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United States of America v. Ricardo Ramos

August 9, 2012


The opinion of the court was delivered by: DuBOIS, J.



On March 5, 2009, defendant Ricardo Ramos was convicted after a three-day trial of possession of cocaine base ("crack") and heroin with intent to distribute, in violation of 21 U.S.C. § 841(a)(1) and (b)(1)(C) (Count I), possession of a firearm during a drug trafficking crime, in violation of 18 U.S.C. § 924(c) (Count II), and possession of a firearm by a convicted felon, in violation of 18 U.S.C. § 922(g)(1) (Count IV). The Court sentenced defendant to 300 months' imprisonment, six years' supervised release, a $1,000 fine, and a $300 special assessment on October 19, 2009. Defendant appealed his conviction to the Third Circuit, which affirmed on October 13, 2010. United States v. Ramos, 397 F. App'x 767 (3d Cir. 2010).

Defendant filed a pro se Motion Under 28 U.S.C. § 2255 to Vacate, Set Aside, or Correct Sentence by a Person in Federal Custody on January 11, 2012 ("§ 2255 Motion"), and a Memorandum of Law in Support of Motion to Vacate, Set Aside, or Correct Sentence, on February 27, 2012 ("Defendant's Memorandum of Law"). The government filed a response on May 7, 2012.*fn1

For the reasons that follow, the Court denies defendant's § 2255 Motion.


A. Events of March 31, 2009

At trial, the government presented evidence showing the following: On March 31, 2008, Philadelphia Police Department Officers William Landis and Timothy Linahan set up surveillance near the corner of Rorer and Cambria Streets in Philadelphia, an area known to law enforcement for heroin trafficking. The officers saw a black Chevrolet Suburban (the "Suburban") circle the block a number of times and then park directly in front of the officers' unmarked car. The officers then observed an individual walk up to the passenger side, pass something through the window, and receive an item back. The officers recognized the individual as Ulysses Hood, whom they had arrested previously for dealing heroin. The officers thereafter witnessed a second individual do the same thing. The Suburban had tinted windows, and the officers could not see how many people were inside.

The Suburban thereafter drove away. The officers then sent out a radio call for backup and provided the Suburban's vehicle information. Within a few minutes, Officers Kevin Kachigian and Alex Cricelli spotted the Suburban three blocks from where Officers Landis and Linahan had observed it. Officers Kachigian and Cricelli pulled the Suburban over. Defendant was in the passenger seat, and his co-defendant Frankie Burk was driving. Upon approaching the Suburban, Officer Cricelli observed packets of heroin scattered on the carpet behind the driver's seat. The officers removed defendant and Burk from the Suburban and conducted a sweep of the car to ensure that there was no one else inside. During the sweep, Officer Cricelli opened the rear passenger door and saw the butt of a handgun sticking out from under a bag on the rear seat. The officers then frisked defendant and Burk. They recovered $910 from Burk and $442 from Ramos, more than $260 of which was in ten-dollar denominations.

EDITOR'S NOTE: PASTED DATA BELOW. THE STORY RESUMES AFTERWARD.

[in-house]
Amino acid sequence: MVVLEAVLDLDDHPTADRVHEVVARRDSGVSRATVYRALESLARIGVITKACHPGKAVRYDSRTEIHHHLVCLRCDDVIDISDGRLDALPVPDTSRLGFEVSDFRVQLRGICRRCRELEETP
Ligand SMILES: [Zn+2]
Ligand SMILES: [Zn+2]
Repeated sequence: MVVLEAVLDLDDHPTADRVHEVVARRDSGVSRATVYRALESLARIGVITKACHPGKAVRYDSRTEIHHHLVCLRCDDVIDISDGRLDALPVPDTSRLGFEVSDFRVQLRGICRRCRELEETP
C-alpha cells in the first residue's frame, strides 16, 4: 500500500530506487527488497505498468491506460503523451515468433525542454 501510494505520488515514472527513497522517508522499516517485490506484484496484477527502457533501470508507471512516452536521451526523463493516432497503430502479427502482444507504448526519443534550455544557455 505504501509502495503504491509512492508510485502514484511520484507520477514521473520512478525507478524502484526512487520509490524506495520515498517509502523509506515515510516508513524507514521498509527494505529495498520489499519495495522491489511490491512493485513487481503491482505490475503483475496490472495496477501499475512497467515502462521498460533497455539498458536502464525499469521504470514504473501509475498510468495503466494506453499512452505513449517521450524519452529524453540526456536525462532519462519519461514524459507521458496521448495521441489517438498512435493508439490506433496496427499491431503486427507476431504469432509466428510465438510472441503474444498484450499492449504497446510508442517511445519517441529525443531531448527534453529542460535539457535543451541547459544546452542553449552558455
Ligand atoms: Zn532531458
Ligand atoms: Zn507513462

Officers later obtained a search warrant for the Suburban and recovered the packets of heroin, cocaine, the aforementioned gun, a box of wedding invitations, and more cash- including two ten-dollar bills in the center console. At trial, the government's expert, Brent Wood, testified that the packets of heroin that police found in the Suburban typically sold for ten dollars each on the street.

B. Testimony of Fingerprint Expert Makuch

At trial, the government called Philadelphia Police Officer Adrian Makuch to testify regarding fingerprints on the gun that police recovered from the Suburban. Defendant did not object to the expert testimony of Officer Makuch on fingerprint analysis. Officer Makuch testified that he did not recover any latent fingerprints from the gun. He also testified that he swabbed the gun for DNA and sent the swab to the laboratory for processing.

C. Burk's Hearsay Statement

Upon arrest, Burk stated that Ramos was not involved in any criminal activity and that the drugs and the guns belonged to Burk. Burk further stated that the money that police found on defendant was for an engagement ring that defendant planned to buy. Before trial, the government filed a motion in limine to exclude these statements as hearsay. The Court granted the government's motion without prejudice to defendant's right to lay a foundation for the statements to be admitted under a res gestae exception to the hearsay rule. Defendant's counsel unsuccessfully attempted to do so while cross-examining Officers Cricelli and Kachigian. (Trial Tr. vol. 2, 171, 191, Mar. 4, 2009.)

D. Defendant's Rule 29 Motion

Upon the government's finishing its case-in-chief, defendant made a motion under Federal Rule of Criminal Procedure 29 for a judgment of acquittal as to Counts I and II of the Indictment.*fn2 Defendant argued that the government had failed to submit any evidence that he was more than a passive bystander. The Court denied defendant's motion.

E. Appeal

Defendant filed a Notice of Appeal on October 27, 2009. On appeal, defendant argued:

(1) that he exercised no dominion over the contraband and thus, that the government failed to prove possession of the drugs or gun beyond a reasonable doubt; and (2) that the Court erred in refusing to admit Burk's hearsay statement and that doing so violated defendant's due process rights under Chambers v. Mississippi, 410 U.S. 284 (1973).

The Third Circuit affirmed the conviction, rejecting both of defendant's arguments in an unpublished opinion. United States v. ...

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